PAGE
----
“It falls flat…every time.”
Such were frustrated words of an intervention teacher who was trying to implement restorative circles. Some interventionists are attempting to replace guided reading groups with using same leveled books to grouping students by their instructional needs. Others are required to follow curricular mandates or scripted reading programs, but are attempting to add elements of response, repair, and restoration.
A restorative circle about literacies circles can certainly occur too! Either among educators who are trying to fold literacies circles into their days or among the class or group itself.
How can educators shift their mindset from expertise and intervention to that of building relationships along with showing warmth, vulnerability, and empathy?
Is the topic relevant, important, and in context? With a sense of urgency and connection coming from the students themselves?
Is the topic universal to all? Or specific to a targeted group where the targeted group (or person) smells a rat?
Is the initial topic flexible enough to change directions? Or to expand upon?
Does everyone feel safe to speak their truth? Is everyone really listening? Or is everyone just muddling through the routines, just because the teacher says so?
Is the adult in the room directing and talking too much? How do we get used to moments of silence and pauses for formulating thoughts?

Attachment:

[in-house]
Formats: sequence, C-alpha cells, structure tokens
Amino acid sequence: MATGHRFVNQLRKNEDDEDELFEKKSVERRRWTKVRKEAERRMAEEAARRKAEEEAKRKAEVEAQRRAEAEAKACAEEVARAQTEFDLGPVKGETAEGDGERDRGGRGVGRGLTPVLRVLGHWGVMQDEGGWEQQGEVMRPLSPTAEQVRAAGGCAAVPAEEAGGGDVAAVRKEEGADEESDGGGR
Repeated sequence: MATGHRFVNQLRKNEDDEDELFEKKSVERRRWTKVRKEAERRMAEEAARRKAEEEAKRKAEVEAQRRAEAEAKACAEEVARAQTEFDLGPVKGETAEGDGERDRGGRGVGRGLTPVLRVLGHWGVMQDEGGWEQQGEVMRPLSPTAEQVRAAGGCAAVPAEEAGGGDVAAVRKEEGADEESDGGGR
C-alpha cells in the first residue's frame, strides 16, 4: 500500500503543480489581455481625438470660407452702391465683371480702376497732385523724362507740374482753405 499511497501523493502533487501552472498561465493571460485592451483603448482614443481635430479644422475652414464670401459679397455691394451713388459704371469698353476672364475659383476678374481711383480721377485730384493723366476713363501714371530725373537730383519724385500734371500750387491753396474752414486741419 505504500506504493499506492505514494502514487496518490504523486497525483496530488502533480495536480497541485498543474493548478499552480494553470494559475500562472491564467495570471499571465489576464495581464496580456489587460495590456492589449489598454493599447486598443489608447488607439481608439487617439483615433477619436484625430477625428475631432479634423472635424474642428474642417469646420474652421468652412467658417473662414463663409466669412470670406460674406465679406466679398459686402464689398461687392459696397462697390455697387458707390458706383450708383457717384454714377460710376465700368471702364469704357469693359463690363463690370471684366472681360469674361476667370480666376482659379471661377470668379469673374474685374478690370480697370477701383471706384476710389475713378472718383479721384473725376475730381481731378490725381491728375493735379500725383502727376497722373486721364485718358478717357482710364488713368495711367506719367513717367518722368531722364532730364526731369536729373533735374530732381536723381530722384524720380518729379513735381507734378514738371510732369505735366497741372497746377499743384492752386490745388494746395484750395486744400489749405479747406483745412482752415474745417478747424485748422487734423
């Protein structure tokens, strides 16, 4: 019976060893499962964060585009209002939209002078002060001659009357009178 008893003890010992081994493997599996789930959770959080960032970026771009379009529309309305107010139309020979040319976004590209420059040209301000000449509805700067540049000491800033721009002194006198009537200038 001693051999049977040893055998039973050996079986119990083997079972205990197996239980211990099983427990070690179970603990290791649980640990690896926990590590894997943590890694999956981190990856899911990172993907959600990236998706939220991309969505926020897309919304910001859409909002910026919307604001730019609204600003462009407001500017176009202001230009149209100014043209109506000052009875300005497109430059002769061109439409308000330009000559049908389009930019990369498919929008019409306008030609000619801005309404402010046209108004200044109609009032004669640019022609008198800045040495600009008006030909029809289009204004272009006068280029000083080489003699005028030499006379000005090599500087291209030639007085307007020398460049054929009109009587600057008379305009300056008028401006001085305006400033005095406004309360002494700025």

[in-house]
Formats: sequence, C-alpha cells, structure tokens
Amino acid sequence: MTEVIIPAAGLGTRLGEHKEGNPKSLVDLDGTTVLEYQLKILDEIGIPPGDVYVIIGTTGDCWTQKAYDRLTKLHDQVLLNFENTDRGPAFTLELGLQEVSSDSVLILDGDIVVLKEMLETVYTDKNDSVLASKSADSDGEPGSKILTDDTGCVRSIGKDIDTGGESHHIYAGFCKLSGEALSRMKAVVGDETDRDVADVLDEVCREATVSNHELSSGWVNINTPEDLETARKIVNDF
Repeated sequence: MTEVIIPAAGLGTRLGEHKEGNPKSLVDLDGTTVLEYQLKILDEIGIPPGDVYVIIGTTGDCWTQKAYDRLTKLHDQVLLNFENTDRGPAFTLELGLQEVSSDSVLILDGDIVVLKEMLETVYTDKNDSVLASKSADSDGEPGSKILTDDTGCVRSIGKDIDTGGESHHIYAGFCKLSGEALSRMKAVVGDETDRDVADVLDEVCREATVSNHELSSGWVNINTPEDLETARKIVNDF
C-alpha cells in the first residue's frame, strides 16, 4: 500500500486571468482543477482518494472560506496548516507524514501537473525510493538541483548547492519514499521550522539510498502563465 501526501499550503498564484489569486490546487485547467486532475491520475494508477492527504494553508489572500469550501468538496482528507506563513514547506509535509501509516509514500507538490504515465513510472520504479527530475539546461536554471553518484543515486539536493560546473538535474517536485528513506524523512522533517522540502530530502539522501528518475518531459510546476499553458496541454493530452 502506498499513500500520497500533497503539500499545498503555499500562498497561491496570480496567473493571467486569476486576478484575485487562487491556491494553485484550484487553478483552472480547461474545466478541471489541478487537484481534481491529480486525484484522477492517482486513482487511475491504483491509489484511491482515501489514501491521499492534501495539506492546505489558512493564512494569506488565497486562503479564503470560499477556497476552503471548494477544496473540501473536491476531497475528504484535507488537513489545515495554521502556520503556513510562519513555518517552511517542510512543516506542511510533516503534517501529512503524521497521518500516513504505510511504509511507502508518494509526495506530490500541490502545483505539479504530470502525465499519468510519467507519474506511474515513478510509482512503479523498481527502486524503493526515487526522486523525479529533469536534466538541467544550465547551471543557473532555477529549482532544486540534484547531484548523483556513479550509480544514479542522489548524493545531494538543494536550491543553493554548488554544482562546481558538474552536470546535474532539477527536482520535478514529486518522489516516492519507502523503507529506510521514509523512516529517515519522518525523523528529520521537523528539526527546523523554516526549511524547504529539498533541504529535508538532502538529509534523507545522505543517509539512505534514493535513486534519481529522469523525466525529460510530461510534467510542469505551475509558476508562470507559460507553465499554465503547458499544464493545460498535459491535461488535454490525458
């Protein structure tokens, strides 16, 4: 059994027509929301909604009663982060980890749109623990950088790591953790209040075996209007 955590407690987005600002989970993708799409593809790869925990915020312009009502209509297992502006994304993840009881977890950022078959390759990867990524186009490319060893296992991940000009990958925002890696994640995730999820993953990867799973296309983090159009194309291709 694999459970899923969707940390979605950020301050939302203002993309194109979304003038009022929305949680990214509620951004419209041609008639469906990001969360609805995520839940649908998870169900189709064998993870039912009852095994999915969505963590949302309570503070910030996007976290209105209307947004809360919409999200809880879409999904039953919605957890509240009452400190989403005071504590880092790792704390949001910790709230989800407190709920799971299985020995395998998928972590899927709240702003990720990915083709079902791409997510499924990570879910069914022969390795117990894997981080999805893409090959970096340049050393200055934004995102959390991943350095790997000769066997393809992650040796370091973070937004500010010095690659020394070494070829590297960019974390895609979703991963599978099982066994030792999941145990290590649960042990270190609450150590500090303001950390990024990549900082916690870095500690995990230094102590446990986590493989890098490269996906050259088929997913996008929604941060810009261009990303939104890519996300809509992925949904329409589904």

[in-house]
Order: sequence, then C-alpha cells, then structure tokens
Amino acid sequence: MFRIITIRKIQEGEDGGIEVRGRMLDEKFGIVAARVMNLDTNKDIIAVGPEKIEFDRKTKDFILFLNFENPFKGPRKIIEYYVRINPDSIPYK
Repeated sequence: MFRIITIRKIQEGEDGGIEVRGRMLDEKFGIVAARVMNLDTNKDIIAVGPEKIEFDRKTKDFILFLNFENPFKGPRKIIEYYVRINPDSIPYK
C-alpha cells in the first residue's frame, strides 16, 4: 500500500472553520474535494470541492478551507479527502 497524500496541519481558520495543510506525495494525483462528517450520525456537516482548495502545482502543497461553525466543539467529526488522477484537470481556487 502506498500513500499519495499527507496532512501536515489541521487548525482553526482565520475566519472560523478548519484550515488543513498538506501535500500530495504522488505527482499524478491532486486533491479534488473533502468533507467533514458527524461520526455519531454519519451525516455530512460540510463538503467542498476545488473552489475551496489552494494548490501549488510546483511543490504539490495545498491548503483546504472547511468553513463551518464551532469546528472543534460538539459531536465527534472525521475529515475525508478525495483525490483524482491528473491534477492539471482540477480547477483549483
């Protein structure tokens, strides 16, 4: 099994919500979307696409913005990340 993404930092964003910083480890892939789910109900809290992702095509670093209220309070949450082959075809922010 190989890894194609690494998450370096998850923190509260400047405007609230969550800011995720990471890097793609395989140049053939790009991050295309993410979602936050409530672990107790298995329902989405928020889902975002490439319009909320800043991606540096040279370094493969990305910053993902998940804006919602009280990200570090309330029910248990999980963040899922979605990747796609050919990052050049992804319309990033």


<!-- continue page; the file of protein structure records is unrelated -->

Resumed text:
Many students are used to traditional and authoritarian teaching. Do they need more time, trust, and practice before opening up?
Does it help to have intergenerational community members participate too?
Should the literacies circle be more formal, such as using a talking-stick to go around? Or less formal and conversational? Does it need to be a seated circle or can it be a huddle? Can it go in a different room, say a library? Outside under a shade tree?
Does the conversation merge cognitive, linguistic, social, and affective aspects of a topic rather than just a skill to be taught?
There is still a place for direct instruction. Is the topic one that needs to be explicitly taught? Then, by all means, teach.
How can educators walk the line between “being the adult in the room” and as equal participants of a literacies circles?